The Effective Communication Manifesto
Copyright 2018 Matt Kruse
Share these tips with your co-workers for more effective and efficient communication. Everyone wins.
- Be Clear and Concise
- Use as few words as possible and choose them carefully to reduce ambiguity.
- Provide Context
- Not everyone is in the same mode of thinking as you, so don't assume they'll know what you're talking about. Maybe they should know what you're referring to, but have so many things on their mind that they've lost track. Let them know the high-level topic, the specific area you're talking about, and then your specific comment or question.
- Use Unambiguous Language
- Many disagreements come from ambiguous terms. Avoid vague pronouns like it, he, they. Replace them with exactly who you are referring to. Avoid vague timeframes like later, next week, or in a while. Even terms like "done" can be ambiguous - instead, say exactly what will be measured to determine if something is done.
Ambiguous: "I asked Tom to talk to the marketing manager, and he said everything will be done this month." - Did Tom say everything would be done, or did the marketing manager say that? Does this month mean by the last day or the month or sooner? What exactly does he mean by done? Does that include Project X?"
Better: "I asked Tom to talk to the marketing manager on Friday. The manager reported to him that tasks 1-5 will pass QA approval on or before the 25th".
- Accept and Prefer Asynchronous Communication
- Allow people to have other priorities and not demand their immediate attention. Send out a message (email, chat, etc) and then carry on with other things while you wait for a reply. Don't put everything on pause until you get a response. Be direct in your very first message so the other person has all the information required to reply in a meaningful way. This avoids a lengthy wait for the other person just to come back with "What is the ID of the user?" or other similar request for details that just delays the response you are waiting for.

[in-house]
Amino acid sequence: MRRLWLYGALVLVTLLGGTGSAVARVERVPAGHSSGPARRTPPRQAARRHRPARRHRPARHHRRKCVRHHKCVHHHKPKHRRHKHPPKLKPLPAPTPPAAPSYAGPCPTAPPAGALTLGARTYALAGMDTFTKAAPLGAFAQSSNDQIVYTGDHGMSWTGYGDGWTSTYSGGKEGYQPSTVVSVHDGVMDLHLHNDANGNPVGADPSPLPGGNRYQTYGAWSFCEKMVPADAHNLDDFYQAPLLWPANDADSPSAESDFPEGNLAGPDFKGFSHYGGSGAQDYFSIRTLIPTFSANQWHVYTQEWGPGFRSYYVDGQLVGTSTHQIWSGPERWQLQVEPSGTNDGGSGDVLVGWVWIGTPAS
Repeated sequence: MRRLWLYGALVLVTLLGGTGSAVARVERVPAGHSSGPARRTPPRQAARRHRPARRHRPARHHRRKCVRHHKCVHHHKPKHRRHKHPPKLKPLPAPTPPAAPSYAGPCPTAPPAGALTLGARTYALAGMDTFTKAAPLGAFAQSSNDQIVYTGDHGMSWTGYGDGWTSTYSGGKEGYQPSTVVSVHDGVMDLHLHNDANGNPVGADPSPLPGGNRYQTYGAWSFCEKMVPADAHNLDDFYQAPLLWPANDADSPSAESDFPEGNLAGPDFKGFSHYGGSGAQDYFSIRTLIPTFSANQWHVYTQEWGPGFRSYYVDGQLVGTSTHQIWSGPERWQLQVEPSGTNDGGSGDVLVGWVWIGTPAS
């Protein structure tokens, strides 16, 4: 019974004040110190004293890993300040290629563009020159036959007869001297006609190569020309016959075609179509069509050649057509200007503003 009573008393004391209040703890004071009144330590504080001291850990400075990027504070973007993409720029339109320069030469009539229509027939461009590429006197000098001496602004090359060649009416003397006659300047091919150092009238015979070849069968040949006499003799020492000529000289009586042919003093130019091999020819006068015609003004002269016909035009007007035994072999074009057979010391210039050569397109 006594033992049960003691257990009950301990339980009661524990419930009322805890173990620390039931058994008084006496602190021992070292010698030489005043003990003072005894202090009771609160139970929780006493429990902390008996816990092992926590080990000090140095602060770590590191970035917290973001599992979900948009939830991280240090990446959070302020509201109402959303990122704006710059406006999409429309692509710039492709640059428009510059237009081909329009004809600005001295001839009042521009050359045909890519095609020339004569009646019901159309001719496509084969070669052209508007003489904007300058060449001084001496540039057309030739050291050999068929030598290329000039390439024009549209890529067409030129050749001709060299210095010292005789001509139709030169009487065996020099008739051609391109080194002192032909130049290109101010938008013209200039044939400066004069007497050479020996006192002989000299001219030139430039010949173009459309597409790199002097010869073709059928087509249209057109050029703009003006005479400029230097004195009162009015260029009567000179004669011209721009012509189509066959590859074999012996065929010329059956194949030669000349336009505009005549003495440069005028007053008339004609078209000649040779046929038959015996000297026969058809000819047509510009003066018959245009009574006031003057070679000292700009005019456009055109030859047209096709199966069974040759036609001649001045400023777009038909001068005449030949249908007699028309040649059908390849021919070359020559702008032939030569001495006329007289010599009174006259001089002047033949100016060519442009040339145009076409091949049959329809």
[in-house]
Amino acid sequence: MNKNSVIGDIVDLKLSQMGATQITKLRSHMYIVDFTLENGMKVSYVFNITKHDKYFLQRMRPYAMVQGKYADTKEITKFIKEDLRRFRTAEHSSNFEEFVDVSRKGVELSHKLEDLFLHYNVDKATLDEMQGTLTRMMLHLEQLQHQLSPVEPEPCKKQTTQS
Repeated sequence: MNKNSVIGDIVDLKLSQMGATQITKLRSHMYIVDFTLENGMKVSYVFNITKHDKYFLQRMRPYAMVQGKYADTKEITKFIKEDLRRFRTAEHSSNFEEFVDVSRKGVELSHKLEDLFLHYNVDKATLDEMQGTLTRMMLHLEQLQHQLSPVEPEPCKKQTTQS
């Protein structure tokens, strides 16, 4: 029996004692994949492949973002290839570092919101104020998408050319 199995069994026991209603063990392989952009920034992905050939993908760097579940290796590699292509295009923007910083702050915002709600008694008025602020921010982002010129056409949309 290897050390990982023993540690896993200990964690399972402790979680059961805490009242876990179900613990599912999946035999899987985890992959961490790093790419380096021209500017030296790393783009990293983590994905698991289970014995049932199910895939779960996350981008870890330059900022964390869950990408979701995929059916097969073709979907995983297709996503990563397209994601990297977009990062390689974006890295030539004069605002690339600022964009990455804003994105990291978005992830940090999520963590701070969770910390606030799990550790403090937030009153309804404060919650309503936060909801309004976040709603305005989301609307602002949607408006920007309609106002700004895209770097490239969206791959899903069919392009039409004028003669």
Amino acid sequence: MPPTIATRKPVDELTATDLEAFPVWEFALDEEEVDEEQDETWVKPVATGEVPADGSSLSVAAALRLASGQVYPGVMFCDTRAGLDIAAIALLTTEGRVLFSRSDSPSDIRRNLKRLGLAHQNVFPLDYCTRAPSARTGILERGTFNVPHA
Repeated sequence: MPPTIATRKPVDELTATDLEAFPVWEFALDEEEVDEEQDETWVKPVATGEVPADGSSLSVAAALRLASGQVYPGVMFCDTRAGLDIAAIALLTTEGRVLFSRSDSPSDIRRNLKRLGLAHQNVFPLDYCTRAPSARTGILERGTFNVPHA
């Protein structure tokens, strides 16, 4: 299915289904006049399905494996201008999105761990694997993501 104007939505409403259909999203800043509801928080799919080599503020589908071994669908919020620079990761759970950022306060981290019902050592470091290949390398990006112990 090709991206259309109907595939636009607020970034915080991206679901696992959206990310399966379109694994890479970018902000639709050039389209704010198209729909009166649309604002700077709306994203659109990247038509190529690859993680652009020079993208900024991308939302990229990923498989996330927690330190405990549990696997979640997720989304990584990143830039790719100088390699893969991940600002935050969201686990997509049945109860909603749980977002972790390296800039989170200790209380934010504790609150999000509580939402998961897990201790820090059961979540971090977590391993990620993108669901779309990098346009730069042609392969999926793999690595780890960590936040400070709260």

- Use Lists
- People read (or at least scan) lists - especially bulleted, and especially 5-7 items. Many people skip paragraphs of text. Are you reading every word on this page?
- Give an ACK (Acknowledgement) When a Task Is Complete Or a Message Is Received
- Sometimes just acknowledging that something is done or that you have received a communication can go a long way to help the other person know where it stands. Avoiding making someone ask "did they see my message?" Instead, acknowledge it quickly and let them know when you might be able to address it. If you want to be cool, use TCP/IP lingo and just say "ACK"!
- Show Respect
- This does not mean be polite (but do that too). It means to allow other people to value and prioritize what matters to them, rather than what matters to you. Don't demand an immediate response because you need it. Respect the fact that they may have other priorities, communicate the urgency of your request, and then allow them the freedom to prioritize the order of their work - even if that means they don't get back to you as soon as you would like.
- Skip The Small Talk in Chat
- When using a chat tool like Slack, avoid starting a conversation with a message like "Hi bob" or "Good morning, Bob, how are you?" and then waiting for a response. Instead, just directly ask or say what you need to communicate. This avoids several rounds of asynchronous pleasantries and allows the person you are chatting to instead directly address what you need from them. You can still greet them nicely, but try to include it in the same message: "Good morning, Bob! Could you send me that TPS report by end of day today?"